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    IsotopeAtomic mass (Da)Isotopic abundance (amount fraction)
    230Th 230.033 132(8) 0.0002(2)
    232Th 232.038 05(1) 0.9998(2)

    Thorium has been considered a monoisotopic elements in the past. However, owing to significant abundance of its minor isotope 232Th in deep-seawater, in 2013, the Commission recognized thorium as an element with two naturally-occurring isotopes and recommended Ar(Th) = 232.0377(4).

    232Th is an α-emitter with a half-life of 1.40(1)×1010 a, decaying through a branched series to 208Pb without very long-lived intermediate isotopes. 230Th is a nuclide in the 238U decay series. It has a half-life of 7.54(2)×104 a, and is formed by α-decay of 234U.

    By virtue of its long half-life, about 80 % of the 232Th present when the Earth was formed survives to this time. 230Th is not generally found in substantial amounts in normal sources of thorium, but it is readily detected in deep-seawater. The 232Th-208Pb decay scheme is of value to geochronology.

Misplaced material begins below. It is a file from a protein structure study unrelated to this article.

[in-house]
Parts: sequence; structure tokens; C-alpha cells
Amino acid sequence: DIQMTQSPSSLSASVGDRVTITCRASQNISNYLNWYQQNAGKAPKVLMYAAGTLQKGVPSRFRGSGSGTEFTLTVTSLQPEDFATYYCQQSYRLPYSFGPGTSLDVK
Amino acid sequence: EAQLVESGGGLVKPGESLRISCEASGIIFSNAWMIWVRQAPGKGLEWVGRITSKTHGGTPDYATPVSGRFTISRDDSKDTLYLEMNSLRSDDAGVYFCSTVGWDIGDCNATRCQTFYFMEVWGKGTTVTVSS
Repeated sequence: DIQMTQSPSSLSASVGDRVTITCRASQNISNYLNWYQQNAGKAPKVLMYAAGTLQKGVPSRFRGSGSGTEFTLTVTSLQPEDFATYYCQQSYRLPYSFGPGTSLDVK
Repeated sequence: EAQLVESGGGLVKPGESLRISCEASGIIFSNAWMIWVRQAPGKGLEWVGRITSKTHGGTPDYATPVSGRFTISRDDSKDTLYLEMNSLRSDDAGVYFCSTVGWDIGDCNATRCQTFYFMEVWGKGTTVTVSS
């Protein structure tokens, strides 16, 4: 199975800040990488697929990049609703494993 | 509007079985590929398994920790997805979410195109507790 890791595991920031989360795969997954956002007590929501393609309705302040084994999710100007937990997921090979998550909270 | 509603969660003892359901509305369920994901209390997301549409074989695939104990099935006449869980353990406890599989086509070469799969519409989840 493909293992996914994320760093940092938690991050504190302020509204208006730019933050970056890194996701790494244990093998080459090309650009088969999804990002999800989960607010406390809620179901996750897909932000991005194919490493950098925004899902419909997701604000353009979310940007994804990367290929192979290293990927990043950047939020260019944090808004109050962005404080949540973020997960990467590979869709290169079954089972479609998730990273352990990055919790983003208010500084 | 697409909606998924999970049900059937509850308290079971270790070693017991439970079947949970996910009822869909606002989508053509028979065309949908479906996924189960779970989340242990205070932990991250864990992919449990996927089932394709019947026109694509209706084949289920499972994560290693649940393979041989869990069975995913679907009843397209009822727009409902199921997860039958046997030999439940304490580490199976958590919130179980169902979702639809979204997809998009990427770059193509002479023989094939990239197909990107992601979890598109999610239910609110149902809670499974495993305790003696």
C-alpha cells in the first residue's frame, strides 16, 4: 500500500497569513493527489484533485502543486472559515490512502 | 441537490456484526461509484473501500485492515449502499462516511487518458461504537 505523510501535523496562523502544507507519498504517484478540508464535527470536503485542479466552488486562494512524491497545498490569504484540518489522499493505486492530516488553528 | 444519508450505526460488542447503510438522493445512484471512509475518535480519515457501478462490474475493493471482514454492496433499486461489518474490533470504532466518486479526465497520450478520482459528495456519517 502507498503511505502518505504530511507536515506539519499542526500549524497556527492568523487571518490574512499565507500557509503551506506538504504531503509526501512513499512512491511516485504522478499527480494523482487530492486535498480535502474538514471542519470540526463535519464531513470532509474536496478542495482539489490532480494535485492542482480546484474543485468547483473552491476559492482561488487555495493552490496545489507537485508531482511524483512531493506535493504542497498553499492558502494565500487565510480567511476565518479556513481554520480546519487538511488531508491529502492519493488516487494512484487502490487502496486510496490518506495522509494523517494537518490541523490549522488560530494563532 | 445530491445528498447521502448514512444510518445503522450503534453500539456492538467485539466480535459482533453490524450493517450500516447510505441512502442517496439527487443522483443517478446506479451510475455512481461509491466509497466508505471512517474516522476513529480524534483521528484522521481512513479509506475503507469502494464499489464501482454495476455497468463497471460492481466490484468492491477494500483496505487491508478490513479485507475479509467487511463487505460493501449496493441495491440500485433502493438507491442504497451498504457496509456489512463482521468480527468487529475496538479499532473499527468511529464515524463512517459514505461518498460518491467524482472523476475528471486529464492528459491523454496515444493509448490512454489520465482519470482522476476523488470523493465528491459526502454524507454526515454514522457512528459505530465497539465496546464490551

SOURCE  Atomic weights of the elements: Review 2000 by John R de Laeter et al. Pure Appl. Chem. 2003 (75) 683-800
    © IUPAC 2003


    Ar(Th) = 232.0377(4) since 2013

    The name derives from Thor, the Scandinavian god of thunder. It was discovered in the mineral thorite (ThSiO4) by the Swedish chemist Jöns Jacob Berzelius in 1828. Thorium was first isolated by the chemists D. Lely, Jr. and L. Hamburger in 1914.